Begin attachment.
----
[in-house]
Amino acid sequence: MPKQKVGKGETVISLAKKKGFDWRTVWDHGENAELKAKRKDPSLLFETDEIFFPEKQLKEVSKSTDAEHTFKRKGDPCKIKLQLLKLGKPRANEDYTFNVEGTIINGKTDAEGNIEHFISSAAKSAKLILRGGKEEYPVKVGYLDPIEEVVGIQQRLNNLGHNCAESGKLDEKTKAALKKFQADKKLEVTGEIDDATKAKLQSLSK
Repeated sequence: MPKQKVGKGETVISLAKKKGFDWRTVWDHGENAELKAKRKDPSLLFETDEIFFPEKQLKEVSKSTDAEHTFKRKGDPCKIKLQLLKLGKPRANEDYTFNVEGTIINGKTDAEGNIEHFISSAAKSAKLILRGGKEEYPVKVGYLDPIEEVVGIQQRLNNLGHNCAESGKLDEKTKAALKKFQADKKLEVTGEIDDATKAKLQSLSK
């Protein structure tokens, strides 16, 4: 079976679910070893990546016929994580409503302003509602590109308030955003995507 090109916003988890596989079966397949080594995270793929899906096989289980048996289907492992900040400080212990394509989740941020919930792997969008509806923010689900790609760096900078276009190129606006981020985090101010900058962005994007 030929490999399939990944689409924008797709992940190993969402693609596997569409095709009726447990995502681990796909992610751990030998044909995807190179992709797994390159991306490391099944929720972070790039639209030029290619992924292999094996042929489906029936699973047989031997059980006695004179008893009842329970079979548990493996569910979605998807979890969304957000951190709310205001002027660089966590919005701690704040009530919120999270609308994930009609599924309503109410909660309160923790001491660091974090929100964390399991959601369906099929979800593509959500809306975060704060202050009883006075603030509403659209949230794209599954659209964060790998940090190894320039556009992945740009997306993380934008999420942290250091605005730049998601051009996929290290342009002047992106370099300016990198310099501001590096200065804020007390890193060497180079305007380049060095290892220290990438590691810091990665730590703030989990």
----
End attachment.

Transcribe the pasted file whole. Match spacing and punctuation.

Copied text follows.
[in-house]
Amino acid sequence: MPKQKVGKGETVISLAKKKGFDWRTVWDHGENAELKAKRKDPSLLFETDEIFFPEKQLKEVSKSTDAEHTFKRKGDPCKIKLQLLKLGKPRANEDYTFNVEGTIINGKTDAEGNIEHFISSAAKSAKLILRGGKEEYPVKVGYLDPIEEVVGIQQRLNNLGHNCAESGKLDEKTKAALKKFQADKKLEVTGEIDDATKAKLQSLSK
Repeated sequence: MPKQKVGKGETVISLAKKKGFDWRTVWDHGENAELKAKRKDPSLLFETDEIFFPEKQLKEVSKSTDAEHTFKRKGDPCKIKLQLLKLGKPRANEDYTFNVEGTIINGKTDAEGNIEHFISSAAKSAKLILRGGKEEYPVKVGYLDPIEEVVGIQQRLNNLGHNCAESGKLDEKTKAALKKFQADKKLEVTGEIDDATKAKLQSLSK
């Protein structure tokens, strides 16, 4: 079976679910070893990546016929994580409503302003509602590109308030955003995507 090109916003988890596989079966397949080594995270793929899906096989289980048996289907492992900040400080212990394509989740941020919930792997969008509806923010689900790609760096900078276009190129606006981020985090101010900058962005994007 030929490999399939990944689409924008797709992940190993969402693609596997569409095709009726447990995502681990796909992610751990030998044909995807190179992709797994390159991306490391099944929720972070790039639209030029290619992924292999094996042929489906029936699973047989031997059980006695004179008893009842329970079979548990493996569910979605998807979890969304957000951190709310205001002027660089966590919005701690704040009530919120999270609308994930009609599924309503109410909660309160923790001491660091974090929100964390399991959601369906099929979800593509959500809306975060704060202050009883006075603030509403659209949230794209599954659209964060790998940090190894320039556009992945740009997306993380934008999420942290250091605005730049998601051009996929290290342009002047992106370099300016990198310099501001590096200065804020007390890193060497180079305007380049060095290892220290990438590691810091990665730590703030989990």